To assess the biological sex of the individual from Toca dos Coqueiros, we conducted two Discriminant Function Analyses. In the first analysis, discriminant functions were calculated for the individual from Toca dos Coqueiros in comparison with both, early and late Holocene individuals of the comparative sample (Table 1; Guajajara, Sambaqui Santa Catarina, Tupi-Guarani, Sambaqui Rio de Janeiro, Botocudo, Lagoa Santa). The results showed an overall correct classification rate for sex of 71.3% and 62.96% when cross-validated, and that the individual from Toca dos Coqueiros was classified as a female (Table 2). Of the whole dataset, 75% of the female individuals, and 70.5% of the male individuals were correctly classified (Table 2). In the second analysis, discriminant functions were calculated for the individual from Toca dos Coqueiros in comparison with the early Holocene individuals from Lagoa Santa exclusively. According to the results of this analysis, the individual from Toca dos Coqueiros was classified as a male. In this case 83.3% of the female individuals, and 74.1% of the male individuals were correctly classified, whereas the overall correct classification rate was 87.18% and 76.92% when it was cross validated (Table 2). Due to the highest correct classification rates of the last analysis, and the fact that sexual dimorphism patterns might differ among early Holocene individuals, we consider the sex estimation of the Toca dos Coqueiros individual as a male as the most accurate one.

Table 1 Comparative samples from Central-East South America used for the morphometric analysis.
Table 2 Results of the discriminant function analysis.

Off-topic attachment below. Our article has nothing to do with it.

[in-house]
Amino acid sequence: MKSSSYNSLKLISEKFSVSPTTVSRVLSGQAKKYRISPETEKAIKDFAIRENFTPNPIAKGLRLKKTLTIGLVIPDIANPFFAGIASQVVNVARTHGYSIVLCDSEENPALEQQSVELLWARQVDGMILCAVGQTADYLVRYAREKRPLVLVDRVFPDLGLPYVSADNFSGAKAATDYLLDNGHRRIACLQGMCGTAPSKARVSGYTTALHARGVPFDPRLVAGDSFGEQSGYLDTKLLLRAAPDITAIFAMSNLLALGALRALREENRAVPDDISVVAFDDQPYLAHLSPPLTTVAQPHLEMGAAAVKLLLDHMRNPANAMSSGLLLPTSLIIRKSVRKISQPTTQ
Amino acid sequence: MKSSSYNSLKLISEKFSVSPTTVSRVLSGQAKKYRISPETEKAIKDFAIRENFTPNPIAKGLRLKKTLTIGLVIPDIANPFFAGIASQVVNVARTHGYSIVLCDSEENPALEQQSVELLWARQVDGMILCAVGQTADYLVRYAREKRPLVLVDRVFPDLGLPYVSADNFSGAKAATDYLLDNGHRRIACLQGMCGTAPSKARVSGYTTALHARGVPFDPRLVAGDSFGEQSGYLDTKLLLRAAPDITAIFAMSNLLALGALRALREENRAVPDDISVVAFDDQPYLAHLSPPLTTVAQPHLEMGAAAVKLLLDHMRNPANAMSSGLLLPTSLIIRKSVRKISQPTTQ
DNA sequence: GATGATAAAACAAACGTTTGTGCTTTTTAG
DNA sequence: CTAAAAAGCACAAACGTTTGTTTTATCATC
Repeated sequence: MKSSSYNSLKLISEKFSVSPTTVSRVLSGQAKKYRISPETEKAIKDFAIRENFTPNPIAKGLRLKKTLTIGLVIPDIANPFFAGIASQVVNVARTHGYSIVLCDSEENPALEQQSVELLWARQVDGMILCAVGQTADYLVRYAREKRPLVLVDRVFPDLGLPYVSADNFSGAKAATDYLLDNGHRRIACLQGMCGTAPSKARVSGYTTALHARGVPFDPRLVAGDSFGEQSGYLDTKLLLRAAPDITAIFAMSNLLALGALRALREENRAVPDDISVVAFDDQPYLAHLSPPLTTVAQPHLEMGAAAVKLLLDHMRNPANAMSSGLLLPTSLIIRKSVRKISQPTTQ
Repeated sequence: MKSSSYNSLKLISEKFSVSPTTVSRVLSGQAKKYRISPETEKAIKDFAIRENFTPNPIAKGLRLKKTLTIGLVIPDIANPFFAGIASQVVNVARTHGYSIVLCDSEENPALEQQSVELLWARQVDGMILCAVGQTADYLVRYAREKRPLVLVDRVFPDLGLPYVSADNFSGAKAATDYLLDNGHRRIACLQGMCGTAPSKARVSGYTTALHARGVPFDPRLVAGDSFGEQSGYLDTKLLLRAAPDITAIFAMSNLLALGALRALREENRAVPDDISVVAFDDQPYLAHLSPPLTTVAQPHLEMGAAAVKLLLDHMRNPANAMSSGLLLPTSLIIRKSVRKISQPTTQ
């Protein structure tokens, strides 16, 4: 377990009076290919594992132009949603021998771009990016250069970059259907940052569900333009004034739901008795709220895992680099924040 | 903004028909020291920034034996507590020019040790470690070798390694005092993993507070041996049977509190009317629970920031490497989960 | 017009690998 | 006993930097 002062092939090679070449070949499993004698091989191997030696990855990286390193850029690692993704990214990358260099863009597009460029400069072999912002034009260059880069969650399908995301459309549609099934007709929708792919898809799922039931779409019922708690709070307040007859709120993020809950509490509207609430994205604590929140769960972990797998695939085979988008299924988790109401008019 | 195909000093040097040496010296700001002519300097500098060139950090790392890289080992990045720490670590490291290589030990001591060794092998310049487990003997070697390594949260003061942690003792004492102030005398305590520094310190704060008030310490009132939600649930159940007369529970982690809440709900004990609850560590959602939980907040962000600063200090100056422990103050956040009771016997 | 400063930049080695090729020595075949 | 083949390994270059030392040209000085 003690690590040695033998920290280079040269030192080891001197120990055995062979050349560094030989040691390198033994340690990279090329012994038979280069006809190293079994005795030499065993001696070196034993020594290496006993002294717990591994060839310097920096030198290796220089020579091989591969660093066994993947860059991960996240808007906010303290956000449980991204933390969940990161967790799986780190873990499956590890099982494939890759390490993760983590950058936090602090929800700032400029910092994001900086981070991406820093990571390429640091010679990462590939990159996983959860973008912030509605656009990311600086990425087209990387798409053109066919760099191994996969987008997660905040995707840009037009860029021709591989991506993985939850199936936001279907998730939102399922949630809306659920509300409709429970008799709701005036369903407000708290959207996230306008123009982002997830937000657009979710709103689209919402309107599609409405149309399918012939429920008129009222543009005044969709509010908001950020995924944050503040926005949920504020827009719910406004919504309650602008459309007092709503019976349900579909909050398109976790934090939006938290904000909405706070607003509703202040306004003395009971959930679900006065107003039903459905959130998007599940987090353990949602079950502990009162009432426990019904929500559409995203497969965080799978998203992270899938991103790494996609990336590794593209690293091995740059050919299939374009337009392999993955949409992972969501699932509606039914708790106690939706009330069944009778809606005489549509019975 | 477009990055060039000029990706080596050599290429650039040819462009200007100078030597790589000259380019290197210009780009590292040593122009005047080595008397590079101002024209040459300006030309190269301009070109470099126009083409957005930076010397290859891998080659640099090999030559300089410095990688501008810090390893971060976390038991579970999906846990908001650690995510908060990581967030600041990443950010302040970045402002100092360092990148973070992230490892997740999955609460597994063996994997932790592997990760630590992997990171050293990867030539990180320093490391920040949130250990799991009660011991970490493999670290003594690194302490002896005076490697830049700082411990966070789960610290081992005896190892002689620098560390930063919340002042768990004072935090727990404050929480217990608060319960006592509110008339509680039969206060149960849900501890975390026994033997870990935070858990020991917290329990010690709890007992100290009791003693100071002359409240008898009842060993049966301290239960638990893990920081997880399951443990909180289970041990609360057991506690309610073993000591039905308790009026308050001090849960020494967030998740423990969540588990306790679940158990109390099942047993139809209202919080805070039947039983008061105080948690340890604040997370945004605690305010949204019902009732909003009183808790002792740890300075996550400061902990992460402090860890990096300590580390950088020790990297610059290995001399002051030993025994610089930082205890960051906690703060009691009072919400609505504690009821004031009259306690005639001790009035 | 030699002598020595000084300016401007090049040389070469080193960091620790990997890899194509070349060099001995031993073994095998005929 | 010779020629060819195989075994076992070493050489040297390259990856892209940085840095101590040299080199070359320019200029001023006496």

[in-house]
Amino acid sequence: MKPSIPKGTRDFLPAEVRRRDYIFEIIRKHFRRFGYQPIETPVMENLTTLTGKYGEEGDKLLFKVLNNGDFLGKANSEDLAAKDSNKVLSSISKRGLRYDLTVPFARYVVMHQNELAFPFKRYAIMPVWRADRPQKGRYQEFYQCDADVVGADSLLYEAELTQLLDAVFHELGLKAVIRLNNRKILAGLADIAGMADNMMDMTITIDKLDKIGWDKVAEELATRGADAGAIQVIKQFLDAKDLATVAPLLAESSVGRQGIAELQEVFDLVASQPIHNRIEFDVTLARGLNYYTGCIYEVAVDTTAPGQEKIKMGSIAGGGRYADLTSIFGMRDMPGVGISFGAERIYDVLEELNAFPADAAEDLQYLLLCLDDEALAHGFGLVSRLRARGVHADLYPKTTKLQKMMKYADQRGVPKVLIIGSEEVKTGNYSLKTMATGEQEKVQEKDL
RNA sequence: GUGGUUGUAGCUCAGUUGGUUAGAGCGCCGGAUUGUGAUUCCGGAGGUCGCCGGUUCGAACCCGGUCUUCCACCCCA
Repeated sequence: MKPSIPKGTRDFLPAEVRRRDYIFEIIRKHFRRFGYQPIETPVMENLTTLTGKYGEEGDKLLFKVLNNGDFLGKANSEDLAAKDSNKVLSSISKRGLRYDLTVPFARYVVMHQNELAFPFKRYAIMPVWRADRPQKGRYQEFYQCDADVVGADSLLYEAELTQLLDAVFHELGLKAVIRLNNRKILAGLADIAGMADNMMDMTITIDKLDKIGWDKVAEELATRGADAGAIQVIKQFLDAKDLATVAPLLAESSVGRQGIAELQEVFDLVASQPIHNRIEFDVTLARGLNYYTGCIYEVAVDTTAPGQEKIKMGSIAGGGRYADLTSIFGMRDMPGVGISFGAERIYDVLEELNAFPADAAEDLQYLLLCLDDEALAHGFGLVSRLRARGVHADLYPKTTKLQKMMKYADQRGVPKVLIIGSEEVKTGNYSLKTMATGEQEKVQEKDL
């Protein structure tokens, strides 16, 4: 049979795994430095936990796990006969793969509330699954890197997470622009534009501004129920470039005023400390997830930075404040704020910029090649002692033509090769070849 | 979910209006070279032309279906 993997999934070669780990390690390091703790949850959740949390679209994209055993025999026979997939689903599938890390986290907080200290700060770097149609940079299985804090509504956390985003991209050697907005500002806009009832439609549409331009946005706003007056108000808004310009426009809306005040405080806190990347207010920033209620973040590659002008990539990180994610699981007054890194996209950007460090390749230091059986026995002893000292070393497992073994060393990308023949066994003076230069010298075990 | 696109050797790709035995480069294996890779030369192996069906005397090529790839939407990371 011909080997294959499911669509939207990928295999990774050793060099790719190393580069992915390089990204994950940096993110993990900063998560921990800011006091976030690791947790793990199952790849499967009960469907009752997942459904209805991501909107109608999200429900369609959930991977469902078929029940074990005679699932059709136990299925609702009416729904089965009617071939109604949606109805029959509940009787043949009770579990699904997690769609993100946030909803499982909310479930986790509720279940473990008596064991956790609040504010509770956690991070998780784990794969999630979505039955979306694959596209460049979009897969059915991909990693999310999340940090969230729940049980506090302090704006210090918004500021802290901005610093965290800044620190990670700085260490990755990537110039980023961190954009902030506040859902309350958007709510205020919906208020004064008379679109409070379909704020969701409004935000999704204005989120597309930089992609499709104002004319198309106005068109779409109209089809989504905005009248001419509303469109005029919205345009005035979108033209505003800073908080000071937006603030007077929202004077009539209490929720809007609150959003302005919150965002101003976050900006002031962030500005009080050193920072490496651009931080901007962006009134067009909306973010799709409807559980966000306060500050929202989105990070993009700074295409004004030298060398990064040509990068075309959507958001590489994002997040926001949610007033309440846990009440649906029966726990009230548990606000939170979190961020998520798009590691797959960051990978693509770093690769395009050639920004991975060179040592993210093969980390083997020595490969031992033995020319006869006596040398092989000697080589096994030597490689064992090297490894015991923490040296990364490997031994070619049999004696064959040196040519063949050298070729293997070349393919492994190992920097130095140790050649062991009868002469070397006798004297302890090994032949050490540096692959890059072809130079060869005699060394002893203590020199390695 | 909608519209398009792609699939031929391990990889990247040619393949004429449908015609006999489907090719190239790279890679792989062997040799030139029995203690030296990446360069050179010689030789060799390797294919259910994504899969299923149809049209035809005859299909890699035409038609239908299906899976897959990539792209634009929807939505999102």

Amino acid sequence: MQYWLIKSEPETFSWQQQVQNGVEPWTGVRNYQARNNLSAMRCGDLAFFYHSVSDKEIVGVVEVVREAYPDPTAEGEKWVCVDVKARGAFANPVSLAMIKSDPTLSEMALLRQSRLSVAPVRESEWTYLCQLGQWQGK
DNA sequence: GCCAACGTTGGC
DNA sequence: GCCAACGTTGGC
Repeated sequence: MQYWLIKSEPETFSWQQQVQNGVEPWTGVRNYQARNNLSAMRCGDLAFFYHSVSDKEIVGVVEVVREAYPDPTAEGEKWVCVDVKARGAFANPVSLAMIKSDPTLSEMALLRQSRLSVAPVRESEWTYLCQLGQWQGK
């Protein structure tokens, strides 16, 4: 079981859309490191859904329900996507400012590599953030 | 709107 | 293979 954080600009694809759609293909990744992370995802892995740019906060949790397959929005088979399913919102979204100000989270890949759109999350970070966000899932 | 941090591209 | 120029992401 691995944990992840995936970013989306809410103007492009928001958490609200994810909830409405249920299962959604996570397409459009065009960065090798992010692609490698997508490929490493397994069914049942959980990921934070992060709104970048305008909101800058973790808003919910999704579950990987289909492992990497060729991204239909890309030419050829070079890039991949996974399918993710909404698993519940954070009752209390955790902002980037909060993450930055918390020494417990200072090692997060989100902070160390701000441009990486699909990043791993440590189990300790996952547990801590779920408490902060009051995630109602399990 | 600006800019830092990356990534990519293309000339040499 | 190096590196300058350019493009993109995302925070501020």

Morphological variation of the Toca dos Coqueiros’ skeleton in relation to other samples from Brazil

We conducted a Principal Components Analysis (PCA) to explore the cranial shape variation of the individual from Toca dos Coqueiros in relation to other early and late Holocene individuals from CESA. The plot of the first two PCs, which together explain 56.5% of variance, shows that the morphological variation of the samples analyzed is firstly structured according to differences in chronology, and secondarily by geographical provenance (Fig. 3). The separation between the early and the late Holocene populations is clearer along the second PC, but also partially recognizable along the first one, on which the earliest individuals fall mostly within the bottom right corner of the plot, whereas the more recent populations overlap on the top left corner. We can observe that the individual from Toca dos Coqueiros groups with the Lagoa Santa series along the first two PCs, falling in the center of the Lagoa Santa sample’s distribution (Fig. 3). Some of the Botocudo individuals overlap with the distribution of early Holocene ones (i.e., Lagoa Santa, Toca dos Coqueiros), while others are more similar to the late Holocene ones. The Guajajara sample, which is the northernmost region in our sample, is located on the positive extreme of PC2, while the southernmost sample we include, Sambaqui Santa Catarina, is the closest to the negative extreme (not including the early Holocene individuals). The PC loadings show that the variance explained by these PCs corresponds mainly to the length and height of the vault, as well as to the facial width (Table 3). This points to a craniofacial morphology among Toca dos Coqueiros and the Lagoa Santa individuals that is characterized by antero-posteriorly elongated and narrow vaults, as well as low and wide faces, whereas the morphology of the late Holocene populations, particularly the Guajajara individuals, is characterized by shorter and wider crania, and higher and narrower faces.

Figure 3
figure 3